[5] earnestly desire – In context, this could not mean that believers should desire the more prominent gifts, when the whole chapter has just been confronting the fact that they have sinfully been doing just that. Desiring a gift for selfish reasons is wrong, since they are sovereignly given by God as he wills (vv. 7, 11, 18, 28). Therefore, this must be rendered not as an imperative (command), but, as the verb form allows, as an indicative (statement of fact), “You are desiring the showy gifts, wrongly.” The real imperative is to stop doing that and learn the “more excellent way,” the way of love, which Paul will explain in ch. 13. –  John MacArthur Study Bible Notes on 1 Corinthians 12:31 – MY NOTE: I have also verified this rendering of the Greek from other sources, and am convinced of its verity.

[6] 33.3 γλῶσσαc, ης f: an utterance having the form of language but requiring an inspired interpreter for an understanding of the content—‘ecstatic language, tongue, ecstatic speech.’ ὁ γὰρ λαλῶν γλώσσῃ οὐκ ἀνθρώποις λαλεῖ ἀλλὰ θεῷ ‘he who speaks in a tongue does not speak to people but to God’ 1 Cor 14:2. Most scholars assume that the phenomena described in Ac 2:4 (see 33.2) and in 1 Cor 14:2 are significantly different in that in one instance people understood in their own regional language or dialect and in the other instance an interpreter was required. It is for that reason that many interpret γλῶσσα in 1 Cor 14:2 as ecstatic speech, which was also an element in Hellenistic religions and constituted a symbol of divine inspiration. Louw, J. P., & Nida, E. A. (1996). Greek-English lexicon of the New Testament: based on semantic domains (electronic ed. of the 2nd edition., Vol. 1, pp. 387–389). New York: United Bible Societies.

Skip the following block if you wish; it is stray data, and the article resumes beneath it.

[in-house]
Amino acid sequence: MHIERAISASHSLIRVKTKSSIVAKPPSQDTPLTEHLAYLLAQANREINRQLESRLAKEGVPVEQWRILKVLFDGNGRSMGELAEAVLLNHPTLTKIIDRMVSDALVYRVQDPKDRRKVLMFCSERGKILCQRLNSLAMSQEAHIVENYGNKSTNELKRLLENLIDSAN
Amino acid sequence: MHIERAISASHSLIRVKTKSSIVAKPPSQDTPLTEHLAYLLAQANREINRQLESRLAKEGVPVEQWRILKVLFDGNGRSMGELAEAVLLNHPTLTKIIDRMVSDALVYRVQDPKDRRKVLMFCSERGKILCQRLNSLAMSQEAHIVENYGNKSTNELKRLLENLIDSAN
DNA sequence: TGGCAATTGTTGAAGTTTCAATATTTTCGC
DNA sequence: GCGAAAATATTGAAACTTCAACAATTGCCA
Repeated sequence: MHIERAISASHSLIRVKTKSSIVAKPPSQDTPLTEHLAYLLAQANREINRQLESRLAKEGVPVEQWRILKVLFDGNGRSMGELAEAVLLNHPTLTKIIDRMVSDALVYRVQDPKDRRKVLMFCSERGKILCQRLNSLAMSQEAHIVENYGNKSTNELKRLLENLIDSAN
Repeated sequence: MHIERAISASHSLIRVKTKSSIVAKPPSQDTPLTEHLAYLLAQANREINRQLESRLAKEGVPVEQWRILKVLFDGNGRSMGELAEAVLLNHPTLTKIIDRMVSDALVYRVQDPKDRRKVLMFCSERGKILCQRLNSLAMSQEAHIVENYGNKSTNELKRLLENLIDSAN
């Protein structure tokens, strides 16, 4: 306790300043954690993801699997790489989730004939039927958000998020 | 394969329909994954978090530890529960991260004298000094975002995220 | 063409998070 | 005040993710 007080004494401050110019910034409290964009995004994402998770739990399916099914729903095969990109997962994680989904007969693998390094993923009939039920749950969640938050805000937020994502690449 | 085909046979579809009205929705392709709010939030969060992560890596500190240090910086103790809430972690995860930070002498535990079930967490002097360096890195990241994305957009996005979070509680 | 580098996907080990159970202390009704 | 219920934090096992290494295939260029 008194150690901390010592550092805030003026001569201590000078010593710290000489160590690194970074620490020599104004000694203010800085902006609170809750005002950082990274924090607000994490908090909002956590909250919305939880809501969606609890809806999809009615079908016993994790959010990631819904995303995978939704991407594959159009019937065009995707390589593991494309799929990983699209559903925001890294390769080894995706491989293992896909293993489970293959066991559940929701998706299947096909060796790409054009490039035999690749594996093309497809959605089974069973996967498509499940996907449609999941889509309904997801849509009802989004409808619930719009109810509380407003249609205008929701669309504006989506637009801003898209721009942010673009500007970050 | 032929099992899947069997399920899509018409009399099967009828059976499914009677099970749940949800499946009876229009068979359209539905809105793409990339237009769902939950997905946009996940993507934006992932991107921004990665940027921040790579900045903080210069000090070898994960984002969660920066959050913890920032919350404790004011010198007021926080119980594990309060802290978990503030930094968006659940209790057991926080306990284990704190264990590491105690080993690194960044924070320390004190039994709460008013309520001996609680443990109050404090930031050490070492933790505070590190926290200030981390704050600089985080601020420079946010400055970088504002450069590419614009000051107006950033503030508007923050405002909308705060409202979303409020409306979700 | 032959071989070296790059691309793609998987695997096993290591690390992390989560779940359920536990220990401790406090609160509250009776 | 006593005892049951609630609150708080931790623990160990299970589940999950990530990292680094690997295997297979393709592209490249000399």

The First Three Commandments

INTRODUCTION

The Ten Commandments, or The Decalogue, are the primary summarization of the Moral Law of God in Holy Writ. The observation of these moral laws is not limited to only the people who are called by God’s name, having gained the inheritance of that relation with God through the work of the incarnate Son of God, Jesus Christ, but is required of all His rational creatures everywhere, at all times, without exception. This requirement is because that which we call the Moral Law of God, although summarized in The Decalogue, preexisted that summarization and all subsequent summarizations given throughout Scripture, which, in turn, is because this Moral Law derives from the very character of the Creator Himself.